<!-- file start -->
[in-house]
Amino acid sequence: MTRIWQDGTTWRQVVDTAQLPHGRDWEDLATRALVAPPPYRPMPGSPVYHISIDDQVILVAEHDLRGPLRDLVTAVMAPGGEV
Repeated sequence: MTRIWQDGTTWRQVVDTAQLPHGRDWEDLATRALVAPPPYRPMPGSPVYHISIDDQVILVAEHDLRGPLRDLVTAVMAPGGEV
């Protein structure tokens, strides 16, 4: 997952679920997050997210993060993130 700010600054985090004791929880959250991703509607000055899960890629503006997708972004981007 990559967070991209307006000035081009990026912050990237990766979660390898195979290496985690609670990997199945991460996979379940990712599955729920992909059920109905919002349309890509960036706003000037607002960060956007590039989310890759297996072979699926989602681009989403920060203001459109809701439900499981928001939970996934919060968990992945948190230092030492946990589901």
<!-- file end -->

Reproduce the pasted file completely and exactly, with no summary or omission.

[in-house]
Amino acid sequence: MTRIWQDGTTWRQVVDTAQLPHGRDWEDLATRALVAPPPYRPMPGSPVYHISIDDQVILVAEHDLRGPLRDLVTAVMAPGGEV
Repeated sequence: MTRIWQDGTTWRQVVDTAQLPHGRDWEDLATRALVAPPPYRPMPGSPVYHISIDDQVILVAEHDLRGPLRDLVTAVMAPGGEV
């Protein structure tokens, strides 16, 4: 997952679920997050997210993060993130 700010600054985090004791929880959250991703509607000055899960890629503006997708972004981007 990559967070991209307006000035081009990026912050990237990766979660390898195979290496985690609670990997199945991460996979379940990712599955729920992909059920109905919002349309890509960036706003000037607002960060956007590039989310890759297996072979699926989602681009989403920060203001459109809701439900499981928001939970996934919060968990992945948190230092030492946990589901």